How to Trump in the Short Hand in Bridge
When you trump your loser(s) in the dummy, you’re usually trumping in the hand that has fewer trumps. For that reason, the dummy is called the short hand. Each time you trump a loser in the short hand, you gain a trick.
This image presents a best-case scenario of trumping losers in the short hand:
The dummy starts out void in spades, so you plan to start trumping your spade losers as fast as you can. The basic technique for trumping losers in the short hand, usually the dummy, works like this:
Identify a side suit in which your hand has more cards than the dummy, and the dummy has zero, one, or two cards in the suit.
Lead the suit until the dummy is void.
When the dummy is void, trump your remaining losers in that suit.
The cards in this image show you how the miracle of trumping losers in the short hand plays out in a sample hand. You have the following losers:
Hearts: One immediate loser because you don’t have the ♥A.
Spades: One eventual loser, the ♠2, unless you can find some way to cover it.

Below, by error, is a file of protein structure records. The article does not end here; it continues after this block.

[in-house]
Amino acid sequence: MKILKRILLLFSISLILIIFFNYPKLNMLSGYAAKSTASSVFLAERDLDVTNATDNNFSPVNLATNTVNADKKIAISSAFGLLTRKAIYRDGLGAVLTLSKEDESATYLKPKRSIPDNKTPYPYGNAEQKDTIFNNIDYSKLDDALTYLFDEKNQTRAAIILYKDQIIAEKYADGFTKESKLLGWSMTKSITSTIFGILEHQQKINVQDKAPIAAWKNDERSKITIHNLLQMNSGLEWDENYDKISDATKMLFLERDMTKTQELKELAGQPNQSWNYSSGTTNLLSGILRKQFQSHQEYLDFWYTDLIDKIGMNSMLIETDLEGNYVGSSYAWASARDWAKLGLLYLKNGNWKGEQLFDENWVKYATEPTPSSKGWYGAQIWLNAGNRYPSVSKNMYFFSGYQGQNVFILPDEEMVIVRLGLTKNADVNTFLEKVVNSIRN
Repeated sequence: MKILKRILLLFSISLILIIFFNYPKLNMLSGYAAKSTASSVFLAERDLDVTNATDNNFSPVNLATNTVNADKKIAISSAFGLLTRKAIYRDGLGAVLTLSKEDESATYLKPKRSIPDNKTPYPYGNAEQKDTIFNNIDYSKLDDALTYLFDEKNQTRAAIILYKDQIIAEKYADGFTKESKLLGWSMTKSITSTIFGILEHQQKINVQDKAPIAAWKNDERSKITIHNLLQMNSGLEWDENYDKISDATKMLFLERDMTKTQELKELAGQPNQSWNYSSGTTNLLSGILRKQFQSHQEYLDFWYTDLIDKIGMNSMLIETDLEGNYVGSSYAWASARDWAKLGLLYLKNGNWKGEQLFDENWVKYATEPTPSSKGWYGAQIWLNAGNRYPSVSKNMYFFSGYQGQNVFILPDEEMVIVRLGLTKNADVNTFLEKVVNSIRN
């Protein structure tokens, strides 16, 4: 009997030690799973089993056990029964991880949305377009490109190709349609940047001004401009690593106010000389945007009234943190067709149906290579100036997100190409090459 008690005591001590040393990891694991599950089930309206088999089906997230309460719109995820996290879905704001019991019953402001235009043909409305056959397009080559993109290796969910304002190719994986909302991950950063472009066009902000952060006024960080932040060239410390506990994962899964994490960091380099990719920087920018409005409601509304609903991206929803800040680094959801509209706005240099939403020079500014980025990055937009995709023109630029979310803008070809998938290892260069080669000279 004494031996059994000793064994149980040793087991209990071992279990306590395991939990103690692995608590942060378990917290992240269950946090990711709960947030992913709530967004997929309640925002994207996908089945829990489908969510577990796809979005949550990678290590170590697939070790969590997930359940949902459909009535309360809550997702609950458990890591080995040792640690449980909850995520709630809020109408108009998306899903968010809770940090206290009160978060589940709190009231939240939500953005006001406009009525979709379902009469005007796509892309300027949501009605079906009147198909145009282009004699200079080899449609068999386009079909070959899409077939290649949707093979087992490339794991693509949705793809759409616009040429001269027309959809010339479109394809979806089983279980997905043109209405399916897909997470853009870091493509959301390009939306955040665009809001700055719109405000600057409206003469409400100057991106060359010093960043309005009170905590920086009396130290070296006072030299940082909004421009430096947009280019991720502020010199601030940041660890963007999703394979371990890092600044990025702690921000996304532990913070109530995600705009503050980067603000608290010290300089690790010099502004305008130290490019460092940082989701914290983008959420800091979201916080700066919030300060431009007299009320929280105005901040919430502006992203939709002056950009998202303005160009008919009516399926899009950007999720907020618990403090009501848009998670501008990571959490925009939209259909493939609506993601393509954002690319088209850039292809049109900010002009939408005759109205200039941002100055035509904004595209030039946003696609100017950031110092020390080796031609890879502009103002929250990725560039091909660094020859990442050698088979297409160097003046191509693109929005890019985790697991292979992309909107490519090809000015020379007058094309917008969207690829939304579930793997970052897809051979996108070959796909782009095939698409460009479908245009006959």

Diamonds: No losers. The dummy’s ♦AK cover your two little ones (♦43).
Clubs: Two immediate losers, the 94; the dummy is no help at all.
On this hand, your contract is for ten tricks, and hearts is the trump suit. West leads the AKQ:
When West plays the Q, you’ve run out of clubs, so you trump the Q with a low heart, the ♥8, and it’s your lead.
You’ve lost two tricks, you have a certain loser in hearts, and you also have the little matter of the ♠2 to deal with. You need to win ten tricks to make your contract, so you can afford only three losers, and you’ve lost two clubs and are sure to lose a trick to the ♥A.
You have three spades and the dummy has two spades, the signal that you may be able to trump your losing ♠2.
Play the ♠AK, voiding the dummy of spades.
Lead the ♠2, trumping it with the lowly ♥4 in the dummy.
Don’t look now, but you just got rid of that losing spade. Your only remaining loser is the ♥A, a card one of your opponents still holds.